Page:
“Patients weren’t really receiving treatments in a three-year period after a diagnosis of [carpal tunnel syndrome], and they probably weren’t getting worse, because they weren’t receiving more treatments,” said Dr. Baker. Positioning may have been under-reported because patients could have purchased over-the-counter splints, she added.
Explore this issueJanuary 2019
Also by this Author
Dr. Baker followed this study with a new, not-yet-published study on the potential influence of a patient’s insurance type on the carpal tunnel syndrome treatments prescribed, using data from the National Ambulatory Medical Care Survey. Out of 23,236,000 total carpal tunnel syndrome treatments prescribed from 2005–2014, 51.2% were splints, she said.
Susan Bernstein is a freelance medical journalist based in Atlanta.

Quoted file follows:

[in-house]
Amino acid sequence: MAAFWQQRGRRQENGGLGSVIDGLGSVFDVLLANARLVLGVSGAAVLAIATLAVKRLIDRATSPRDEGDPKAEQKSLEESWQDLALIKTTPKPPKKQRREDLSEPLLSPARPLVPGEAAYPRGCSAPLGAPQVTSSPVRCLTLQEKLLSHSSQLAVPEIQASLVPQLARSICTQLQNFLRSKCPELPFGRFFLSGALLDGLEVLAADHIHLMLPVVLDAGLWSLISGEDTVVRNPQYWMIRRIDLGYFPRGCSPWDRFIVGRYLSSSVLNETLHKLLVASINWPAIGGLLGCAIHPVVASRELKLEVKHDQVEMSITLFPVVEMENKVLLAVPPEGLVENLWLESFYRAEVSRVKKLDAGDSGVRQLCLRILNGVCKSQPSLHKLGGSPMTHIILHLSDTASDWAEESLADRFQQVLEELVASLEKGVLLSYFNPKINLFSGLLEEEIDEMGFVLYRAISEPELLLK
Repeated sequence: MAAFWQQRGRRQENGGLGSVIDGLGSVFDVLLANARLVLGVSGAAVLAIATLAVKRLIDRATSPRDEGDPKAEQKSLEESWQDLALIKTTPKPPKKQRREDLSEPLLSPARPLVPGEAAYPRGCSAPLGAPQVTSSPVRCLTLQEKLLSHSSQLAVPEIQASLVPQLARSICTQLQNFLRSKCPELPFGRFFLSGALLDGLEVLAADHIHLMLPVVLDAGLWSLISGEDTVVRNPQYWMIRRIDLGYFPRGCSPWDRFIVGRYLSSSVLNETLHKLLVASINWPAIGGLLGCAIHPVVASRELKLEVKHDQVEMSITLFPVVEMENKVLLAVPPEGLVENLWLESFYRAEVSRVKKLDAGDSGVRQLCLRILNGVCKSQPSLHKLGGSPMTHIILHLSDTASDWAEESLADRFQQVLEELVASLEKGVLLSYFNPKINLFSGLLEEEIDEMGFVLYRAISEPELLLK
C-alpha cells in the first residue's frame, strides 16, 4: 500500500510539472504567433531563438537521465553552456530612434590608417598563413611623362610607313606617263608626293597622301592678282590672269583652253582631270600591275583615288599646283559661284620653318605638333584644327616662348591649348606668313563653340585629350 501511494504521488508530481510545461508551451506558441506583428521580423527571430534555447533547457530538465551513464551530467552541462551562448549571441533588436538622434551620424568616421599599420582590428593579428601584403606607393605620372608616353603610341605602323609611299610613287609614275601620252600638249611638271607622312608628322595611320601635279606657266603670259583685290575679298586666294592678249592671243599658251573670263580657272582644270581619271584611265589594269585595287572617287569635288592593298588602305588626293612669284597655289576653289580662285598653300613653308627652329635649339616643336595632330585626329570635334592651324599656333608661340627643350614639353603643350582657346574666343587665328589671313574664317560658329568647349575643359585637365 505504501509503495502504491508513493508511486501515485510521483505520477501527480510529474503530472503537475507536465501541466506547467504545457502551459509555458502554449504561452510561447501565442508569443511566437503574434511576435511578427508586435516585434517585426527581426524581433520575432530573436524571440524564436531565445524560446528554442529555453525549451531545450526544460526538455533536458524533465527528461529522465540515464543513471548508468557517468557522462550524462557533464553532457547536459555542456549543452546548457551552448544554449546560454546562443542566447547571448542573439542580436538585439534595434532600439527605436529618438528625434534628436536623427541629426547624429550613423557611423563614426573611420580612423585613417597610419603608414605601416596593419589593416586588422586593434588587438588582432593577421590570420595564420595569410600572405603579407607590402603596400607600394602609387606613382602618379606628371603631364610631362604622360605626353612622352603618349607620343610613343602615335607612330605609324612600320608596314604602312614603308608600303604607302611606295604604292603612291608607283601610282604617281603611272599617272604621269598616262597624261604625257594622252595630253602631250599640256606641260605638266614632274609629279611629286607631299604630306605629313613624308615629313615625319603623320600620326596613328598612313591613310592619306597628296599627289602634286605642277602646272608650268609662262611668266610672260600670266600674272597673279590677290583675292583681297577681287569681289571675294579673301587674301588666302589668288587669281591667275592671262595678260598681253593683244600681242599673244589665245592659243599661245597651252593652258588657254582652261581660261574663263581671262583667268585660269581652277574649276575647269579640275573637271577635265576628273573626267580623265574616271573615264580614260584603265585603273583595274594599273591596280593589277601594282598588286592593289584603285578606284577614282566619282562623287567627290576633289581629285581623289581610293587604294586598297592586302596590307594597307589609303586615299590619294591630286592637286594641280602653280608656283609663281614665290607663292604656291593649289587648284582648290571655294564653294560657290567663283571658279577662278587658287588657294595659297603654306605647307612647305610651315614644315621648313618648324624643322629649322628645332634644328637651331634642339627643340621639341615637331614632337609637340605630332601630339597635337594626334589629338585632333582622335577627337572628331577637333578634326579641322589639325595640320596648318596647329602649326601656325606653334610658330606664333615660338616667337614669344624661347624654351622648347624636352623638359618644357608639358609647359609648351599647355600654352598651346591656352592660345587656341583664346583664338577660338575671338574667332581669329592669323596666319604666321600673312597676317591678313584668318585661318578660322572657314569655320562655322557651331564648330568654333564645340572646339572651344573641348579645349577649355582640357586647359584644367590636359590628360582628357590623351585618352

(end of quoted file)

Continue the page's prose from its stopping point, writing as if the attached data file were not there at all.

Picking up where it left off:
- Coorevits P, Sundgren M, Klein GO, et al. Electronic health records: new opportunities for clinical research. J Intern Med. 2013 Dec;274(6):547–560.
- Grasso MA, Yesha Y, Rishe N, et al. A big data approach for selection of a large osteoarthritis cohort. Osteoarthr Cartil. 2016 Apr;24(suppl 1):S208-S209.
- Baker NA, Stevans JM, Terhorst L, et al. What types of treatment are provided for patients with carpal tunnel syndrome? A retrospective analysis of commercial insurance. PM R. 2018 Aug;10(8):826–835.
- Huisstede BM, Frieden J, Coert JH, et al. Carpal tunnel syndrome: Hand surgeons, hand therapists, and physical medicine and rehabilitation physicians agree on a multidisciplinary treatment guideline—results from the European HANDGUIDE study. Arch Phys Med Rehabil. 2014 Dec;95(12):2253–2263.